Where John Steitz comes from, ski racers and the rest of the mountain’s occupants aren’t likely to find themselves on each other’s Christmas card lists.
Steitz has been coaching racers for 40 years and spent most of that time near Lake Placid, New York, a city best known for hosting the 1980 Winter Olympics and an area where ski racers in training are separated from the general public by fences, the universal tool for keeping out the riff-raff.
“Everywhere else we were kind of an elite ‘off there’ group,” Steitz said recently from the top of the Blacktail Mountain Ski Area in Lakeside. “It was a little chippy at times.”
When Steitz moved west, he stepped away from coaching ski racers for a brief stint before going to the place where most Northwest Montana skiers go, Whitefish Mountain Resort, and working with skiers there as part of the Flathead Valley Ski Education Foundation. But while Steitz said the ski community in Whitefish was a whole lot more inclusive and welcoming than out east, the crowds and challenging logistics at Whitefish made him and some of his pupils yearn for a few more wide-open spaces.
Enter Blacktail, the smaller, family-owned hill towering above Flathead Lake. Anne Paschen, a local ski racer who competes nationally on the masters circuit (age 21 and over), was skeptical.
“I have trained in a lot of places and John kept telling me you’ve got to come down here and check this place out, and I’m like, ‘yeah, yeah, it’s Blacktail,’” Paschen remembered with an extra-derisive oomph on ‘Blacktail.’ “And I got here and I was like ‘Oh my gosh.’ This is, really, truly; I call it a world-class ski area.”
Steitz started the Montana Alpine Race School in 2016 at Blacktail, and two years later he and a small contingent of students are training on the mountain just about every day it’s open (Blacktail had not yet opened for the season as of Dec. 17 — once it does the ski are is open Wednesday through Sunday). Everyone involved with the team said the sheer amount of space and the intimate culture at Blacktail work hand-in-hand to make it an ideal place to race.
“Here they let Josh set (up courses) all over the mountain,” Tom Abshire, a masters competitor, said. “And so on Saturday we could be skiing Super-G; long, fast courses. Sunday we’ll be skiing Giant Slalom over on this side and instead of, say, a 30-gate set … we’ll do 60-70 gates here and it’s a real racecourse, not a short practice course.”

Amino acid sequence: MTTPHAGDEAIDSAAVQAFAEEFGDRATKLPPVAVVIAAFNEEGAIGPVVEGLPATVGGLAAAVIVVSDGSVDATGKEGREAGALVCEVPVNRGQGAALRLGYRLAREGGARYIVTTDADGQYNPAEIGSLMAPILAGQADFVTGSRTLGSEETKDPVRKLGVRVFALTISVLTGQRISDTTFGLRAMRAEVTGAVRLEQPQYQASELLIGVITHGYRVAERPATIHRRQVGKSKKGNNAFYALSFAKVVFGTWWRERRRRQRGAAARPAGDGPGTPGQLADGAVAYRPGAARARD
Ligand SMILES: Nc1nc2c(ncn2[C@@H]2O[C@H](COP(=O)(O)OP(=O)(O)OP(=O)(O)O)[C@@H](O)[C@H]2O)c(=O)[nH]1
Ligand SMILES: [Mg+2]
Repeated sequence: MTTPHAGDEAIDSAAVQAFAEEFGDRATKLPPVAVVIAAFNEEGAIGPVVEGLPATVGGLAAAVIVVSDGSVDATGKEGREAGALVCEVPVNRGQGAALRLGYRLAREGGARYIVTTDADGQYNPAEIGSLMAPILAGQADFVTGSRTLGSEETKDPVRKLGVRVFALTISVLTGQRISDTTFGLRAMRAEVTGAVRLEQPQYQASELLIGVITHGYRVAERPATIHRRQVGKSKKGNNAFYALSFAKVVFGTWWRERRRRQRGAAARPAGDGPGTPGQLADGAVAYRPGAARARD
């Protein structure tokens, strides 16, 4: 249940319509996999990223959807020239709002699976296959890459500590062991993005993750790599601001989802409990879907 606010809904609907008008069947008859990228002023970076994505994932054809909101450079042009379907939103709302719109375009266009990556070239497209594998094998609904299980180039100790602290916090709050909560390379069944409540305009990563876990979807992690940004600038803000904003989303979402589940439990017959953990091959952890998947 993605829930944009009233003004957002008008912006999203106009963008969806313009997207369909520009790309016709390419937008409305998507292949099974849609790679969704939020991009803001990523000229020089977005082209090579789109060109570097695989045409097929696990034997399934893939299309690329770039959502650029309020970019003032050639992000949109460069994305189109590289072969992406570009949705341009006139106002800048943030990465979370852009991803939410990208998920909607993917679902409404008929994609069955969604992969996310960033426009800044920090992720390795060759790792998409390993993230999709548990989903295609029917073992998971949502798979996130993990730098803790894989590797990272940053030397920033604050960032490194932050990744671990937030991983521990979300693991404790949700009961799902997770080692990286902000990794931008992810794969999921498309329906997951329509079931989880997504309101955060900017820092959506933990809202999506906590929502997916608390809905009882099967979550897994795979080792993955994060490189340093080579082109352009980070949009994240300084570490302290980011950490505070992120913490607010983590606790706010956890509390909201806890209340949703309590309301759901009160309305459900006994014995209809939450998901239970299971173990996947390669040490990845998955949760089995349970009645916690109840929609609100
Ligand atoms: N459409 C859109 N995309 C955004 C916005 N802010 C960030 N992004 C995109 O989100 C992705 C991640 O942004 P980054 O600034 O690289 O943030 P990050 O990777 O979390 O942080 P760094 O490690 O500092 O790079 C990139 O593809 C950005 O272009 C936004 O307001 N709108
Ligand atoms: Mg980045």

The snow, too, makes Blacktail special for Paschen.
“It’s incredible terrain,” she said. “Because of the northern exposure, they get a little harder pack, more suitable for racing, and just the way the variable terrain is laid out there’s just so many opportunities to set up different kinds of courses … It’s really quite extraordinary. There’s no other team, I think, doing this type of training in Montana.”
MARS sets up the day’s course around 9 a.m. and Steitz stations himself at the base of the course, evaluating the skiers weaving through the gates and, sometimes, other skiers who just happened to find themselves in the middle of a race course during a day on the mountain (there are no fences at Blacktail). While skiers like Paschen may be blowing through gates with surgical precision, the courses are accessible for skiers of all abilities, a nod to the inclusive community of people that call Blacktail home.
Blacktail has had other ski racing programs over the years, and for Jessi Wood, the mountain’s snow sports director, having a place for her young skiers to go once they are finished with her beginner training program is an important addition to what she can offer.
“We’ve always loved having (ski racing),” she said. “It’s something that is just another piece of skiing in Montana and in the world, it’s just a different type. It’s like having freestyle skiers or having bumps or having the tiny 3-year-olds that I love skiing with, it’s just a piece of a larger culture.”
Participants in MARS classes can either attend a single day or purchase a season’s worth of instruction, with a full menu of options available online at www.montanaalpineraceschool.com. Skiers are outfitted with timing chips to attach to their boots that allow them to race against the clock, and each other, if they so desire, or for those new to ski racing to experience a different way to carve down the mountain.
“It refines you as a skier, it teaches you how to use your skis better, makes you a more technical skier,” Paschen said. “It’s very fast-paced, thrilling, exciting; it’s really fun.”
A day of skiing with MARS is $40 for single-day visitors, a cost that does not include a Blacktail lift ticket. The school offers two options for youth, a developmental program (age 8-12) and competitive junior race program (age 13-18). The masters program, which Steitz compared to rec-league basketball, offers weekend training options. MARS will also be holding a Christmas camp from Dec. 27-29 for developmental-level skiers. The cost to attend that camp is $150. For more information, contact Steitz at (406) 270-4768 or visit the MARS website.